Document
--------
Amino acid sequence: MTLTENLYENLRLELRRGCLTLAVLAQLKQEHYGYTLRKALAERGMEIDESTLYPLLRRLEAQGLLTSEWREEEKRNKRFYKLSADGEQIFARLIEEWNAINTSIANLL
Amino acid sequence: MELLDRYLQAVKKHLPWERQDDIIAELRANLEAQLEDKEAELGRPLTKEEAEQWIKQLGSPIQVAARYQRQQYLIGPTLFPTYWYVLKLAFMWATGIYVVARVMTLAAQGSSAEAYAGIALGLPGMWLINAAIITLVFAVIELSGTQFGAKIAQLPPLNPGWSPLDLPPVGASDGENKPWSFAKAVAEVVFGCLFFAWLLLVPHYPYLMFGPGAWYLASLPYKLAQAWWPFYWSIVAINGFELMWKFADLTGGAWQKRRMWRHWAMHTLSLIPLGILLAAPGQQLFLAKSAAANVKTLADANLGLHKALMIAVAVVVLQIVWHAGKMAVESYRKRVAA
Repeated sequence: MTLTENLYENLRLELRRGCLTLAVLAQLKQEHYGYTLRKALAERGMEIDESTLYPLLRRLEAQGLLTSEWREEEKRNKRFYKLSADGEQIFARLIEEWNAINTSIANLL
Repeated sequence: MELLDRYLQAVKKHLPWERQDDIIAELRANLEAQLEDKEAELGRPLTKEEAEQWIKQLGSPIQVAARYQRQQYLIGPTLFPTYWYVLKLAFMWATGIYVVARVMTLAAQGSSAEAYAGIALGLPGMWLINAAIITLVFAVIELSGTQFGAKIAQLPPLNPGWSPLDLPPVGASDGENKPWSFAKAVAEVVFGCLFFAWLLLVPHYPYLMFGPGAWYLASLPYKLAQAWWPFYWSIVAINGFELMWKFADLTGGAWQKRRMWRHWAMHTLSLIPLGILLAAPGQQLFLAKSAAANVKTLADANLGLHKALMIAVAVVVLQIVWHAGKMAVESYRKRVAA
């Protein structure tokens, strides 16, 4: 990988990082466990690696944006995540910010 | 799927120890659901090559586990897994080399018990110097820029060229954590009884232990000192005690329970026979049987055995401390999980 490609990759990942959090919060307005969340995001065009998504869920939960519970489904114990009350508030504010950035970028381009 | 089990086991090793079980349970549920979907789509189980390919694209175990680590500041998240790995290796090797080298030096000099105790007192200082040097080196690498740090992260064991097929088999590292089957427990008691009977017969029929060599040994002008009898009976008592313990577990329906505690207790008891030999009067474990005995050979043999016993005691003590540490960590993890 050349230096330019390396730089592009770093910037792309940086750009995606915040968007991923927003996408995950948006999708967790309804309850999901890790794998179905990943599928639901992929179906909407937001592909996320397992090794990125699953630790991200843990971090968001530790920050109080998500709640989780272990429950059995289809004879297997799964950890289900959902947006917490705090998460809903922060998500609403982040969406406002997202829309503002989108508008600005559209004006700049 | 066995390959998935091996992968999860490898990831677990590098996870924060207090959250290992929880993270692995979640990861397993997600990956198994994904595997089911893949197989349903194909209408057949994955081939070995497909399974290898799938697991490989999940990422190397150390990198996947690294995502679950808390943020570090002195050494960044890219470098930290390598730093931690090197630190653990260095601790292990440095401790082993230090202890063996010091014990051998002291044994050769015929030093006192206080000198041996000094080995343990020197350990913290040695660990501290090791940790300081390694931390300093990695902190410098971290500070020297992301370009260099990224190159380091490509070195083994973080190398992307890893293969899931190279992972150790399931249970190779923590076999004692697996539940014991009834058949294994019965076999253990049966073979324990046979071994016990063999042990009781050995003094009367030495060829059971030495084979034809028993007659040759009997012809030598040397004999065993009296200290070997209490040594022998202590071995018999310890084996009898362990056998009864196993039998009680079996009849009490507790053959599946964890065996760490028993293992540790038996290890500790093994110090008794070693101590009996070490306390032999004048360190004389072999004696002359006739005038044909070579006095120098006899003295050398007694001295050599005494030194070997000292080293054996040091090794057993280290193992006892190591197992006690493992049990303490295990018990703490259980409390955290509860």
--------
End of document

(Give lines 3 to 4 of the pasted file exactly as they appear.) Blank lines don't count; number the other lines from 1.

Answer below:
Repeated sequence: MTLTENLYENLRLELRRGCLTLAVLAQLKQEHYGYTLRKALAERGMEIDESTLYPLLRRLEAQGLLTSEWREEEKRNKRFYKLSADGEQIFARLIEEWNAINTSIANLL
Repeated sequence: MELLDRYLQAVKKHLPWERQDDIIAELRANLEAQLEDKEAELGRPLTKEEAEQWIKQLGSPIQVAARYQRQQYLIGPTLFPTYWYVLKLAFMWATGIYVVARVMTLAAQGSSAEAYAGIALGLPGMWLINAAIITLVFAVIELSGTQFGAKIAQLPPLNPGWSPLDLPPVGASDGENKPWSFAKAVAEVVFGCLFFAWLLLVPHYPYLMFGPGAWYLASLPYKLAQAWWPFYWSIVAINGFELMWKFADLTGGAWQKRRMWRHWAMHTLSLIPLGILLAAPGQQLFLAKSAAANVKTLADANLGLHKALMIAVAVVVLQIVWHAGKMAVESYRKRVAA